The city of San Diego started bleaching sidewalks, providing free vaccines, and opening hand wash stations when Hepatitis A broke out. El Cajon took some of these same steps, but kept bathrooms closed at Wells Park and went further to ban food sharing in parks and other public locations. The city has argued that there are many other locations available for the homeless to obtain food in the city on private property through a variety of programs and nonprofits.


In recent months, the city has voted to expand funding for emergency shelter for the homeless, also adding an app to assist the homeless in finding services, a family reunification program and more.


The Mayor of El Cajon said the city, along with all of the other cities in the county, are scrambling to address the growing problem because no one expected the number of homeless to explode in the past two years.

“We do probably more for the homeless than any city in San Diego between our youth  transitional living center and our homeless navigator and our homeless reunification person. We’re doing as much as we possibly can and we’re going to probably continue to add services,” Mayor Bill Wells told East County Magazine.


But some activists were unaware of those efforts or felt they did not go far enough, viewing the public feeding ban as a punitive measure meant to rid the city of people on the street particularly given the city’s recent ban on panhandling.


“No other city in San Diego County had that ban (on feeding)  except El Cajon. We feel that it was a direct assault on the homeless. That’s why we wanted to protest. Everybody deserves food,” D’Angelo said.


She urged the city to drop the charges against the activists, something Mayor Bill Wells says he is working with the city attorney to do.

“I’m open to dropping the charges on all of them because punishment is really not the issue here. We never wanted to punish anyone. This was just about trying to protect from Hepatitis,” Wells said.  


Parmely is still frustrated by the bathroom closures at Wells Park as they await a court date they were notified of in the mail.


“On the day we got arrested, I went to go use the bathrooms. I went to wash my hand and there’s no soap, there’s no paper towels, and the water barely runs. You're putting in more effort in arresting people trying to help the homeless than actually making it a clean place to stop the Hep A spread which is what the ban is allegedly trying to do,” Parmely said. “Put a little more effort in the handwashing station than arresting people, then you’d actually be credible.”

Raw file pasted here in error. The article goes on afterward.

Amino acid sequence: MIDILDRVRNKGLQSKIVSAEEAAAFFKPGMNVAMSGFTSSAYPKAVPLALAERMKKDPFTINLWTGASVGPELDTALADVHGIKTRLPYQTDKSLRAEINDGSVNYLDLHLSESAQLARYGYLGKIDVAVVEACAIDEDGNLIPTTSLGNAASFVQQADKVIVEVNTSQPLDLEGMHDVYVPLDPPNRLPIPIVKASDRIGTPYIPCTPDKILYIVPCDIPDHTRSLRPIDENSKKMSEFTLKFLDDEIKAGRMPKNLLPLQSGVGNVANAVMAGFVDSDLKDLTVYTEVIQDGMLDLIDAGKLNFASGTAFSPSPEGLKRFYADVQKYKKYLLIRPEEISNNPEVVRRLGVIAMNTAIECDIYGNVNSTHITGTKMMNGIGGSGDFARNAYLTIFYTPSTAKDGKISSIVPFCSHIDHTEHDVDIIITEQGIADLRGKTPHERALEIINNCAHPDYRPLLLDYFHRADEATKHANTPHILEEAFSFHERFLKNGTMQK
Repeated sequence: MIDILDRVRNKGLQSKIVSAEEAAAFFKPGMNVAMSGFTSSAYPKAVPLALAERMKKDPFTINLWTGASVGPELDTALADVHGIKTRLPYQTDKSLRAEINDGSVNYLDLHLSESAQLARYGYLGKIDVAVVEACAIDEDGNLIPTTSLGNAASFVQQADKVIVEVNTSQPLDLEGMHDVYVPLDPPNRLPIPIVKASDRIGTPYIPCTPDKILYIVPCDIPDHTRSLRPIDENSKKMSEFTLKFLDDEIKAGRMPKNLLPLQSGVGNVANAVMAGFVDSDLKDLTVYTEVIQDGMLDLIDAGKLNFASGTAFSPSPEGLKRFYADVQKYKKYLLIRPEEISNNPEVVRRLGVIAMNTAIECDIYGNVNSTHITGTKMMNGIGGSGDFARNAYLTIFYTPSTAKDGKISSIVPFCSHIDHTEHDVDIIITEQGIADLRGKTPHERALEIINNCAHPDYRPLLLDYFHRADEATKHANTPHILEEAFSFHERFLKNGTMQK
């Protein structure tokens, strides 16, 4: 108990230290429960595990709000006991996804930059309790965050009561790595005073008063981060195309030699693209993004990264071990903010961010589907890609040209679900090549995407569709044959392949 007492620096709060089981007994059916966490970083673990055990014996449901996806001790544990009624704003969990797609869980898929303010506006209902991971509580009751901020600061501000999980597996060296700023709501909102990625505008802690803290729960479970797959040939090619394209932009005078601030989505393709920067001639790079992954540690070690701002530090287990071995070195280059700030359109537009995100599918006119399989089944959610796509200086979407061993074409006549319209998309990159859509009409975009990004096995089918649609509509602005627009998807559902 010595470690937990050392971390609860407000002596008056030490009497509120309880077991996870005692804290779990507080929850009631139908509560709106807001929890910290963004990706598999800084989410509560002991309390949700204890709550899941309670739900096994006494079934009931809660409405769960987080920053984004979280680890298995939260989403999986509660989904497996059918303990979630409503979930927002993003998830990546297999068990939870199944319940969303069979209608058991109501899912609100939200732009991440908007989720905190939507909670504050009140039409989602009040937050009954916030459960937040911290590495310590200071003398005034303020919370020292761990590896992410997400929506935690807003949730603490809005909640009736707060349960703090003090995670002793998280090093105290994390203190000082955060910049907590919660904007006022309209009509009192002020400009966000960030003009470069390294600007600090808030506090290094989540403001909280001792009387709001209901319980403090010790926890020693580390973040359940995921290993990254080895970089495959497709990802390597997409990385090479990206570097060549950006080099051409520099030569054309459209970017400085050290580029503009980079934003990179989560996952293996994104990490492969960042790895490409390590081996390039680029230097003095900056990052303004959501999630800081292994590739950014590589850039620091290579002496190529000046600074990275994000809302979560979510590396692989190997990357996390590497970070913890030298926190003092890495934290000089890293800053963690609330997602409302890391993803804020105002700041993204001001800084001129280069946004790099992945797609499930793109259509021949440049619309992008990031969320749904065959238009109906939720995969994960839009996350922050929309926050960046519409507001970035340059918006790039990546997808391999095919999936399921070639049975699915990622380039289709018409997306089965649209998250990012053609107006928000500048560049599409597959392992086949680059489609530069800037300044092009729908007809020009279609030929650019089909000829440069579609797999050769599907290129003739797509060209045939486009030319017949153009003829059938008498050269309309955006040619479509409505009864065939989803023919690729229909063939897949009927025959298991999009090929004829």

The ban was lifted last week when San Diego County said the health emergency which sickened 500 people was over. But for the activists, the work is not over.


D’Angelo brought a City Council to-do list which included dedicating more services to the homeless and end other measures targeting the houseless community. It’s still illegal for a homeless person to lay down and try to sleep in El Cajon public areas. She wants the city to provide social services treating a lot of the problems leading to living on the streets— mental illness, addiction, and alcoholism, as well as for the city to provide housing for people to get back on their feet.


Wells agrees the city has more to do. However, he says this will cost millions of dollars. He is pushing for the county to free up money so all can combat the growing problem.

“Sometimes I think there’s this perception that people in the government don’t care or it’s low on the priority list but I can tell you I talk to all the other mayors in the county, and every single one of us would say this is the biggest problem we have,” said Wells, “I don’t think anybody’s not working on it.”


Those involved in the arrest were particularly outraged by actions of El Cajon, but the international media attention also brought new volunteers who were more focused on spending the day spreading kindness to others.


Many people receiving food thanked the volunteers for bringing them a home-cooked meal, a rarity in their circumstances.


With the court date still looming, Parmely is worried the they will have to tell their dad they are in court if they are late to a birthday celebration he planned. Still, he and others say they don’t regret getting involved, and getting arrested. Parmely even encourages others to join in future forms of civil disobedience, saying, “Activism is easy. There’s no perfect protest, there’s no perfect activist. There’s going to be something that’s wrong or flawed so don’t worry about it. Just do your best and show up.”